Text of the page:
Almost everyone can think of someone that is experiencing aches and pains due to arthritis. The type of arthritis you are most susceptible to starting in your 40s is called osteoarthritis.

Osteoarthritis is considered an age-related type of arthritis and it attacks the cartilage that covers the weight-bearing joints such as your knees, hips, and feet. This condition is typically caused by factors associated with your age such as weakening muscles, decreased amount of exercise, and gaining weight.

How to Manage Osteoarthritis

Although osteoarthritis can really put a damper on your everyday life, recent research proves the best way to manage osteoarthritis is through strength training and keeping your body weight within normal ranges.

The best types of physical activity are low-impact exercises such as weight training, cycling, the elliptical machine, as well as anything else that doesn’t place too much impact on your joints.

High Cholesterol

When you’re young and in your 20s, most people don’t consider the types of food they’re putting into their bodies. This changes drastically when you reach the age of 40 because your risk of developing cardiovascular diseases greatly increases if you don’t start to change your diet. One thing you’ll want to be mindful of is your cholesterol levels.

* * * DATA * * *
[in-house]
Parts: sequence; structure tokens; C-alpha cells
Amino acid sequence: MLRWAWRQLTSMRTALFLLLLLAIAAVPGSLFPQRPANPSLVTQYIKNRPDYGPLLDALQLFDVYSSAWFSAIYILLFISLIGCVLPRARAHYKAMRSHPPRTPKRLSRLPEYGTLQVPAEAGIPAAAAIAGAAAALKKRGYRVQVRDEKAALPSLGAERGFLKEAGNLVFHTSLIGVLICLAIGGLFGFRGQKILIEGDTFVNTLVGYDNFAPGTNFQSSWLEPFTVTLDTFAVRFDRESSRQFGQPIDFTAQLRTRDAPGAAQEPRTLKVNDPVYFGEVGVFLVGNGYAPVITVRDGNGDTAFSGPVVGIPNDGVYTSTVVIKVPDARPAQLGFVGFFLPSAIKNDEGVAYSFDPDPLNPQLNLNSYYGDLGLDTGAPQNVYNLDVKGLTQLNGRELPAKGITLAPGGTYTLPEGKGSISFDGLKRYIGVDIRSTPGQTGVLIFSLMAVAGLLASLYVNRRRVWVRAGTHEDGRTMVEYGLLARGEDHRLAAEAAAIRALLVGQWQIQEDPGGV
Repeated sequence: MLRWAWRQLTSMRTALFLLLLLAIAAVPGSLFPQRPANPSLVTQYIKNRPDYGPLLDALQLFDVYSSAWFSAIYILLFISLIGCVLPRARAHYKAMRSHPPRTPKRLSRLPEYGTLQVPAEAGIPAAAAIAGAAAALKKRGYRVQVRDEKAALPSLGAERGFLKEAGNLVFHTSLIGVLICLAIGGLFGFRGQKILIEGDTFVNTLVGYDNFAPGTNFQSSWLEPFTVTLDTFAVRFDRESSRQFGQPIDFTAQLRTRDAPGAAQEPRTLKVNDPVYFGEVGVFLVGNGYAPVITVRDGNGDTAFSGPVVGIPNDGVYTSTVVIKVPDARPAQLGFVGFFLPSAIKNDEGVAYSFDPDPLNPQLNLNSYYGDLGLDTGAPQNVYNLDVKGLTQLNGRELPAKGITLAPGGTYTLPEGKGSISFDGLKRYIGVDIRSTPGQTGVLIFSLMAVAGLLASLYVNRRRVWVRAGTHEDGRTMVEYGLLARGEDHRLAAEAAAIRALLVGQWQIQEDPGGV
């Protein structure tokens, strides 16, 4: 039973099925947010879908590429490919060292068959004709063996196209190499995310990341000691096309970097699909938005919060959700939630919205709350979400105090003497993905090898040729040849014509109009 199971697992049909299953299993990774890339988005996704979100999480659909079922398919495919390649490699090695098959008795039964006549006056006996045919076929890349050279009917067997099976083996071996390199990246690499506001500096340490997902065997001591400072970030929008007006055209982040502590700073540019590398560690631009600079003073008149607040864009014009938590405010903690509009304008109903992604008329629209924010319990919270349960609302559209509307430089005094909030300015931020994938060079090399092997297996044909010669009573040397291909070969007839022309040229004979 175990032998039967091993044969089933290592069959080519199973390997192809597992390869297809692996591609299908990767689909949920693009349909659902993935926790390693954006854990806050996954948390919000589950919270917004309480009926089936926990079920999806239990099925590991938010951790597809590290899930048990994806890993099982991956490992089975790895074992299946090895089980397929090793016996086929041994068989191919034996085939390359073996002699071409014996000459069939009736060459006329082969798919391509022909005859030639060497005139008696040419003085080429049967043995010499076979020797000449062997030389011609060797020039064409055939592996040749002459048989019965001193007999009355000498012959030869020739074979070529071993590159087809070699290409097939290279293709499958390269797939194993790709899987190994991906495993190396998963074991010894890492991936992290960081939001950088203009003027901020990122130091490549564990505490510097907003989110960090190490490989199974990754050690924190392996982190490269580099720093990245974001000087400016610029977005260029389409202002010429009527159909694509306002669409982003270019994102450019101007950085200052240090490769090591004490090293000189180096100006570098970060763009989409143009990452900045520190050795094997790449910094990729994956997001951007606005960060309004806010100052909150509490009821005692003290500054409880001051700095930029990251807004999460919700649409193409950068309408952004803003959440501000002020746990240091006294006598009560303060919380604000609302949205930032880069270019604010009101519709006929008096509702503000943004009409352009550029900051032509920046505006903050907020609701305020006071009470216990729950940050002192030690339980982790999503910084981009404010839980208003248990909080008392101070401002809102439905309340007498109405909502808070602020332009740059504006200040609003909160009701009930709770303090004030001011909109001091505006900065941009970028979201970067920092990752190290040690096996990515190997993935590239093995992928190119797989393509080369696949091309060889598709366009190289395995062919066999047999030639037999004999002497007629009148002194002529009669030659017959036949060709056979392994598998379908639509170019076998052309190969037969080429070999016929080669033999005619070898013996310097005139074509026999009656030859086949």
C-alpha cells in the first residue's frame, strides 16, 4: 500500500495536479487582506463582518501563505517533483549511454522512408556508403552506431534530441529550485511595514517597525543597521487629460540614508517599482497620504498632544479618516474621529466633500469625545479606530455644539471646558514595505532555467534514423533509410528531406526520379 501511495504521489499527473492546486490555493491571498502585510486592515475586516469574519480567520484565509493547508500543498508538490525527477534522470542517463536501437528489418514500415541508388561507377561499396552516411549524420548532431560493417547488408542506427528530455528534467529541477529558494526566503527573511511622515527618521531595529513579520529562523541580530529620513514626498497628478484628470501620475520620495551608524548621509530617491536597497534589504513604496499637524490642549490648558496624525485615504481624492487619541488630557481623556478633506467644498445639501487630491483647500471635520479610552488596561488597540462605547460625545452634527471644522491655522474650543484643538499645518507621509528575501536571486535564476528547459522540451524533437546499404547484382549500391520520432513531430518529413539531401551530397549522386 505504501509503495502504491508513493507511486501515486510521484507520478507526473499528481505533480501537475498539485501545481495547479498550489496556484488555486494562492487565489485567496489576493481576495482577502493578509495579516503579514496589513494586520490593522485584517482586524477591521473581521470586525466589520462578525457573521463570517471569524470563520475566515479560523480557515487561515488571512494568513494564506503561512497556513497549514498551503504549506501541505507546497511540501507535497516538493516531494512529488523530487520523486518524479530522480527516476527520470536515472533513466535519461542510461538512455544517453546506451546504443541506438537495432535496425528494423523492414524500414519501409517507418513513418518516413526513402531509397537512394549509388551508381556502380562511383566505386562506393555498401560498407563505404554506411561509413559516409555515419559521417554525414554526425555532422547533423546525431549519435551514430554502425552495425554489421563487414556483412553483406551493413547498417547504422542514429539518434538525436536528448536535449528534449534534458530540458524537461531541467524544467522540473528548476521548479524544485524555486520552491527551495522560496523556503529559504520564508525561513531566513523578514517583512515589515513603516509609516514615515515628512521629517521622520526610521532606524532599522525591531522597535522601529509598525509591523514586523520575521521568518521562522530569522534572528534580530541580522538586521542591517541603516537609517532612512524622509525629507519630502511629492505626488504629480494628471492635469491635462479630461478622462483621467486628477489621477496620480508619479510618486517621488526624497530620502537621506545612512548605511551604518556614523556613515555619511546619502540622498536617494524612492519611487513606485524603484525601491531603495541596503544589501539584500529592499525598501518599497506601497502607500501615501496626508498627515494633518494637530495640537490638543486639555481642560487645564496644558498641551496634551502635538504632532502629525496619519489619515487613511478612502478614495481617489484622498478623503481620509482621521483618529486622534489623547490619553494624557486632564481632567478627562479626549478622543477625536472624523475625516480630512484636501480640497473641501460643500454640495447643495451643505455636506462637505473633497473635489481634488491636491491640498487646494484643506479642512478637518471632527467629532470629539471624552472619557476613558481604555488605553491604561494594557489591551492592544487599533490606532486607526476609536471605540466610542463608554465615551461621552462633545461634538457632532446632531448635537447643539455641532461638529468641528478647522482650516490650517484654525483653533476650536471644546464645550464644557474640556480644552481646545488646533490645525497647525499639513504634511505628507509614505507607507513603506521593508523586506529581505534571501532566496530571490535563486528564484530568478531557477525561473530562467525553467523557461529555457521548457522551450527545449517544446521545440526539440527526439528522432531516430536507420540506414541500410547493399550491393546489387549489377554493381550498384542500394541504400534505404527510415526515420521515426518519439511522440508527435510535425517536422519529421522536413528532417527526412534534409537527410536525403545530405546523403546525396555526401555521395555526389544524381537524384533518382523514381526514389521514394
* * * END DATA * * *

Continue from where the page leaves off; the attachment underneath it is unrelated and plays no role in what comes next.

Keep in mind, not all cholesterol is bad. Cholesterol is very important as it produces cell membranes and hormones (to name a couple). However, if you continue to consume foods that are high in cholesterol you are more likely to have a diagnosis of high cholesterol in the near future, leaving you at risk of developing cardiovascular diseases.

Complications of High Cholesterol and How to Manage It

You see, when you consume too much cholesterol, you start to develop fatty deposits within your blood vessels making it increasingly more difficult for blood to flow through or potentially leading to a blood clot which can be fatal.

The American Heart Association states that you can prevent and manage high cholesterol by eating a heart-healthy diet, participating in more exercise, losing body weight, and quitting smoking.

The Takeaway

Regardless of the phase of life you find yourself in, every age bracket is going to be associated with different health conditions. The advice I give to people is to educate yourself on what you might be potentially at risk of and then discuss these health concerns with your doctor. This way, you can get the appropriate tests completed and develop a plan to prevent or manage anything of concern.

The easiest way to start taking better care of your health is to start exercising more frequently and start eating a healthier diet. This will do wonders in preventing and managing any chronic health condition you come across.

Patty Weasler, RN

Patty Weasler, RN

Patty is a freelance health writer and nurse (BSN, CCRN). She has worked as a critical care nurse for over 10 years and loves educating people about their health. When she's not working, Patty enjoys any outdoor activity that she can do with her husband and three kids.